Each year, the Conference of the Parties (COP) brings together representatives from more than 180 countries to agree ways to tackle the challenges posed by climate change.
Joined by observers from intergovernmental and non-governmental organisations as well as the media, attendees meet under the United Nations Framework Convention on Climate Change (UNFCCC). This is an international environmental treaty with the objective of stabilising greenhouse gas concentrations in the atmosphere at a level that would prevent dangerous man-made interference with the climate system.
The UNFCCC itself sets no mandatory limits on greenhouse gas emissions for individual countries and contains no enforcement mechanisms. Instead, the treaty provides updates (called "protocols") that would set mandatory emission limits. The Kyoto Protocol is probably the most recognised of these, becoming better known than the UNFCCC itself.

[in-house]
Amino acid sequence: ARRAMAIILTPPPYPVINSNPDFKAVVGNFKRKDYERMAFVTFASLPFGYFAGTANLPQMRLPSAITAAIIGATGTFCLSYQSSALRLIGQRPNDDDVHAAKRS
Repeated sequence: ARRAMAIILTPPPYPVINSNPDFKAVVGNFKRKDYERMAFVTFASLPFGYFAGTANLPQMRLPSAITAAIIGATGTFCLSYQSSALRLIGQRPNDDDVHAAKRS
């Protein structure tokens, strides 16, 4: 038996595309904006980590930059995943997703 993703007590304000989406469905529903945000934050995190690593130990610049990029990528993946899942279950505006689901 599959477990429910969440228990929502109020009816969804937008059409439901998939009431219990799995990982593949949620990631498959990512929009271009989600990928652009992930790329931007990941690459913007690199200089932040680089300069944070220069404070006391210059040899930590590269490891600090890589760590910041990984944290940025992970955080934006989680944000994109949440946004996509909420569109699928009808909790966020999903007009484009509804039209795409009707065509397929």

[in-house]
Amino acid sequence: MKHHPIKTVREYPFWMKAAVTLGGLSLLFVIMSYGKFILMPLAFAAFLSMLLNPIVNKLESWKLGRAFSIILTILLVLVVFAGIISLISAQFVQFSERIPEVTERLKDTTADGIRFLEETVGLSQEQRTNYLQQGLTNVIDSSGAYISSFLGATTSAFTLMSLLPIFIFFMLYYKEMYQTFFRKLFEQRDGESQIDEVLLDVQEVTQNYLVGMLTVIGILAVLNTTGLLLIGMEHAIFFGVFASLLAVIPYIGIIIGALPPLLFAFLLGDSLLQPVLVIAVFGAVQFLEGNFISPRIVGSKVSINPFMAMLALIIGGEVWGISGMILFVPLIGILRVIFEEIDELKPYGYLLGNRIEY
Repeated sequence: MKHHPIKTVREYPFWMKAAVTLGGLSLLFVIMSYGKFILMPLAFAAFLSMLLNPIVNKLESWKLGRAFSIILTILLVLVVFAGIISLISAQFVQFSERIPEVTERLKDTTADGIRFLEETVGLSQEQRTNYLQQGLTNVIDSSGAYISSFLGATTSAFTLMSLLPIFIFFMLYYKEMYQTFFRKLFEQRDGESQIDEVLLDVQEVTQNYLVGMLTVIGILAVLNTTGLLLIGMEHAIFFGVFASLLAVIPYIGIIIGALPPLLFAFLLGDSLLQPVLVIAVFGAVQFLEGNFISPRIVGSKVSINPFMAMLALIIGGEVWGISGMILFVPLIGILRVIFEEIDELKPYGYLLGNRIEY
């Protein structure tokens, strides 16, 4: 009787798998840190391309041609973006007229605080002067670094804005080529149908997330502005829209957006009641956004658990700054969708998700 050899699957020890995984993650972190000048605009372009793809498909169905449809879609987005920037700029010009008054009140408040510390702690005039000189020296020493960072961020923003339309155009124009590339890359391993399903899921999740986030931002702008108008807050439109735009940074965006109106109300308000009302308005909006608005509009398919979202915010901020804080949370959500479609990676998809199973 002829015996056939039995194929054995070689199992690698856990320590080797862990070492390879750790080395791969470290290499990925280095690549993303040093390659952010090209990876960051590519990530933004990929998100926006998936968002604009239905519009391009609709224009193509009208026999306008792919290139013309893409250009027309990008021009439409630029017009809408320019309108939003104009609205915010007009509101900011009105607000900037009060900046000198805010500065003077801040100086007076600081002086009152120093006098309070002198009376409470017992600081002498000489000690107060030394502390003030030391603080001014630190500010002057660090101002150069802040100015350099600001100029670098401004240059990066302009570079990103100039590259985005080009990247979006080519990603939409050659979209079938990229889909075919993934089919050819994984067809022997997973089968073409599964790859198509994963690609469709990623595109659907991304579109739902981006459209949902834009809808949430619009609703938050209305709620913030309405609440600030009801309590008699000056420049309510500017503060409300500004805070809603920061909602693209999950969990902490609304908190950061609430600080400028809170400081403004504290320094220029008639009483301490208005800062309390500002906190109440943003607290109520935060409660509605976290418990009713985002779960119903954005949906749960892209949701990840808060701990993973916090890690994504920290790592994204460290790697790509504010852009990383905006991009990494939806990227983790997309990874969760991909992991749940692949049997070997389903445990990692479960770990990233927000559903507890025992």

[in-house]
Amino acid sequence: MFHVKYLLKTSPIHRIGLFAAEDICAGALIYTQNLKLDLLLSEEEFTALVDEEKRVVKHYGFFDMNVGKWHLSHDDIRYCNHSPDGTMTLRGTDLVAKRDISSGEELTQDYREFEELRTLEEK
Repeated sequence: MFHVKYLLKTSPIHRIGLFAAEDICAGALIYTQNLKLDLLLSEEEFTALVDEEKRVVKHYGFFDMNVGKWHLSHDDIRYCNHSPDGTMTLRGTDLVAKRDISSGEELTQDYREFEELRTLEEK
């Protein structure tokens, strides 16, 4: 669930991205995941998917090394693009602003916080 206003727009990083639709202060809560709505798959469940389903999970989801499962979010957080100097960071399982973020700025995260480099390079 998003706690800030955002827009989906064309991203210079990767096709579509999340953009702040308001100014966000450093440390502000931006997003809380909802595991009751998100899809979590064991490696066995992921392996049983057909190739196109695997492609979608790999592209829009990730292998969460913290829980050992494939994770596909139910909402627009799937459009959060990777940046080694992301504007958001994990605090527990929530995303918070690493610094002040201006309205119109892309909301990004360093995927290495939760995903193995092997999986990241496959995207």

The 17th UNFCCC Climate Change Conference of the Parties in Durban in 2011, was a turning point in the climate change negotiations. Here, governments recognised the need to draw up the blueprint for a fresh universal, legal agreement to deal with climate change beyond 2020.
Parties to the convention have met annually since 1995 to assess progress in meeting the UNFCCC's objective. This year the 20th UNFCCC Conference of the Parties (COP 20) is being held in Lima, Peru from 1 to 12 December.
Last updated: 1 December 2014